Even if those who believe in the nembutsu study the teaching which Shakyamuni taught his whole life, they should not put on any airs and should sincerely practice the nembutsu, just as an illiterate fool, a nun or one who is ignorant of Buddhism.

Sometimes it’s just a lot better to keep one’s mouth shut, and not “put on airs”. I’ve put on airs sometimes, and now I regret it. I have no real training or authority. I am just a guy who’s read books (read: obsession and nerdy) and thinks he knew some things. Now, I realize I didn’t really know much. True masters know a lot (because they have tons of experience), but don’t need to show off how much they know.

People who think they’re smarter than other people probably shouldn’t be the same ones to determine what’s right and what’s wrong in religion. I may be wrong, but history shows when elitism, power and religion mix, lots of trouble happens.

1 My morning was ruined by arguing with another computer engineer about this very subject, and that finally prompted me to write this post, which I had been mulling for a while.

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About Doug

A fellow who dwells upon the Pale Blue Dot who spends his days obsessing over things like Buddhism, KPop music, foreign languages, BSD UNIX and science fiction.
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9 Responses to Nerds and Buddhism

  1. Excellent post Doug! I 100% agree…i think it’s become worse since the ‘tech’ world has discovered mindfulness. There are some great, sincere folk involve (Chade-Meng at Google etc.) but alot of what you quoted, the whole ‘this is science!’ people. Meditation as a secular practise is fine, but don’t take a wrecking ball to Buddhism. Buddhism IS mysticism. Any attempt to remove ‘the hoo haa’ is dangerous.

  2. Michael says:

    I agree. Humility is a rare quality for many Buddhists in the West. These are the teachers with much wisdom to offer. I have a hard time following the “celebrity” Buddhists as well. When first studying under my Buddhist teacher, I had no idea he had been a psychology professor before becoming ordained. He never referred to himself or signed as Dr. The same can be said of another teacher I’ve been learning from the last few years, my aikido teacher. It was some time before I was aware that his rank was as high as could be in more than one style. He never talked about it and does not wear the entire gi or belt. I am very fortunate to have these humble and wise teachers to learn from.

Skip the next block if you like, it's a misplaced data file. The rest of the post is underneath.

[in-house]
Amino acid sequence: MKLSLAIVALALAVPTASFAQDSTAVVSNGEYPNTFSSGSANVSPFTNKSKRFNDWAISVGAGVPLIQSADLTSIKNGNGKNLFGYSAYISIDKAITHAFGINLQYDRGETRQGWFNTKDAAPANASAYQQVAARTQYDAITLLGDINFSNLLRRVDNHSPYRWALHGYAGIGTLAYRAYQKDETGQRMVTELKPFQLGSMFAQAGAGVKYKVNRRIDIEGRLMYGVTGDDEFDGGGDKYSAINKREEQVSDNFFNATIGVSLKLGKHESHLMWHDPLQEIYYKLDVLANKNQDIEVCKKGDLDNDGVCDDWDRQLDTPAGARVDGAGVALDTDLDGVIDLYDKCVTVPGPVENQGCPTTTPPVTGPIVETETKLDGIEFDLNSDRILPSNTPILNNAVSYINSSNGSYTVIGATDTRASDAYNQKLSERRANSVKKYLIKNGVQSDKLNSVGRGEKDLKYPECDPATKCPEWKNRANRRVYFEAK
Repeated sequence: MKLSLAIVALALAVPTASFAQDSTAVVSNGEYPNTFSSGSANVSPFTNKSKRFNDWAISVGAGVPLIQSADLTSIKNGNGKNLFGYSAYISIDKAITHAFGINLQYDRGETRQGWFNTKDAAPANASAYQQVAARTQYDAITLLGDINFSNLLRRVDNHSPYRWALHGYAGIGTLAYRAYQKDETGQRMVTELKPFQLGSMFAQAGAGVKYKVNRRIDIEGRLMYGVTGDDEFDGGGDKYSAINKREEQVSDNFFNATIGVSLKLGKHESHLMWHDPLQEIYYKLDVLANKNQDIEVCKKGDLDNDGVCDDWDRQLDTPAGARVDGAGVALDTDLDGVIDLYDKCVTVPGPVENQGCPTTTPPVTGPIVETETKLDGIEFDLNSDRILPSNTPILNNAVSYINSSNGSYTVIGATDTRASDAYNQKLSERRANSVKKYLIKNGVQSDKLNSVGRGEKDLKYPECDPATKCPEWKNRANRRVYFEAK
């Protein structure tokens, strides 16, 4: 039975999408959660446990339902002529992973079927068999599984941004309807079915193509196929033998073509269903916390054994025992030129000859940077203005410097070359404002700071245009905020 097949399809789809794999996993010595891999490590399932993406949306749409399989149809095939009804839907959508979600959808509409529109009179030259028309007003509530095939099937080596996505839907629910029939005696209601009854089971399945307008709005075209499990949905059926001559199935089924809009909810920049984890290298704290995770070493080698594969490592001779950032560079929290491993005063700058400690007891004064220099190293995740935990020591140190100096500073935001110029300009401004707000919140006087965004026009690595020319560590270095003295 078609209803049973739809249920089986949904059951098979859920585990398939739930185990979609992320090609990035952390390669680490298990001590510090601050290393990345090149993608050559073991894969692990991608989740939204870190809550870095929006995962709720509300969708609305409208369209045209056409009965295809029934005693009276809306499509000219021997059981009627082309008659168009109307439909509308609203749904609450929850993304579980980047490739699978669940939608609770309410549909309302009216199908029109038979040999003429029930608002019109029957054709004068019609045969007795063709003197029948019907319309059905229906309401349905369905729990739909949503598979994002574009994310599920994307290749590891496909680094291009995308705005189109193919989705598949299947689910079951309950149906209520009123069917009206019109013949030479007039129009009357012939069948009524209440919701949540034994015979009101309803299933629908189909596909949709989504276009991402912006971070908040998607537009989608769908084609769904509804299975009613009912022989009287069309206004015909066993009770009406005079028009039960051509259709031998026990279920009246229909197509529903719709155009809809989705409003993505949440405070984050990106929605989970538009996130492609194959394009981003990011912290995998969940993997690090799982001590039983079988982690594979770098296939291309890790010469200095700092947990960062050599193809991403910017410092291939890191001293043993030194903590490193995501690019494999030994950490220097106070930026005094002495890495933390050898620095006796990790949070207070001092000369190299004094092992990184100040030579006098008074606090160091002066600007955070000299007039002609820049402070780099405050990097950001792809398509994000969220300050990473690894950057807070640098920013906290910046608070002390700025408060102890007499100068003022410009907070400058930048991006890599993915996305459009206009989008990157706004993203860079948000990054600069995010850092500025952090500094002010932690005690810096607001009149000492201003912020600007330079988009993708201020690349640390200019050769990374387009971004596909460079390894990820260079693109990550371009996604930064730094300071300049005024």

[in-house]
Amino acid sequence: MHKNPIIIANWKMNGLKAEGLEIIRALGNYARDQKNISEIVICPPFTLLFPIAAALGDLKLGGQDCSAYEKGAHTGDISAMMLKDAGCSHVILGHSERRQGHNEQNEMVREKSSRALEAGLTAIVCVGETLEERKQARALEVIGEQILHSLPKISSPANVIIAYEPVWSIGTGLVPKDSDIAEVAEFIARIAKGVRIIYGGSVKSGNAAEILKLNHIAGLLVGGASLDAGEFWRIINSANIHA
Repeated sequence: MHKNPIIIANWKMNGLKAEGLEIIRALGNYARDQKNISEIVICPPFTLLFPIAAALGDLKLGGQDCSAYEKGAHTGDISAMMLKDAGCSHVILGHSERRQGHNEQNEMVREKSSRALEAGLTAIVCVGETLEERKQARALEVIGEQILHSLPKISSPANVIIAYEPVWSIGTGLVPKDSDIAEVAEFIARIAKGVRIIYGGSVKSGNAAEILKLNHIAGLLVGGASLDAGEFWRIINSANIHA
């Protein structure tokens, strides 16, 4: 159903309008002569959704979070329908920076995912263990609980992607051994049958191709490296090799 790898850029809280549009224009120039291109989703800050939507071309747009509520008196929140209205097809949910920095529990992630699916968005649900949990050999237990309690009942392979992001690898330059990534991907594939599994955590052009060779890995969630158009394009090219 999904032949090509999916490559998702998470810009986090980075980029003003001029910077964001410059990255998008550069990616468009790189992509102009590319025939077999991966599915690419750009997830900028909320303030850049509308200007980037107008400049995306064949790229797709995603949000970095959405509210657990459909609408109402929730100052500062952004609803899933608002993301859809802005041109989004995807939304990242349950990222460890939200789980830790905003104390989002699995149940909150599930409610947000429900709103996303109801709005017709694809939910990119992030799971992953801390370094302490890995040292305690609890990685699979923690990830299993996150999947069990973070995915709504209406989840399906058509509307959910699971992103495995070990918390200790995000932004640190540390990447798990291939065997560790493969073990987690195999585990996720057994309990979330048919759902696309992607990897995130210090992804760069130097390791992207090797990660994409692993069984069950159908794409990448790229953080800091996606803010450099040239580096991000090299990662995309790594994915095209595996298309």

3. Hickersonia says:

    I’ve never interpreted anything you’ve posted to be arrogant or obsessive (nerdy, sure, but that is no big fault in and of itself, right?), for whatever that is worth.

    Thank you for the great post on a very important subject — one that I have had my struggles with in the past, no doubt (me being another IT nerd). Think about it this way: you and I practice quite different traditions of Buddhism yet I think I still learn something valuable from reading your insights (and that of the masters and texts you occasionally quote). Different traditions, whether they be based more on science or are open-minded to mysticism, are naught but lines drawn in sand which quickly dissolve when one sees clearly impermanence and emptiness.

    Please be well, friend!

  4. Doko OBrien says:

    Great post Doug! I think the problem you are talking about in this post can keep a lot of people out of the conversations altogether.

  5. Pork Chop says: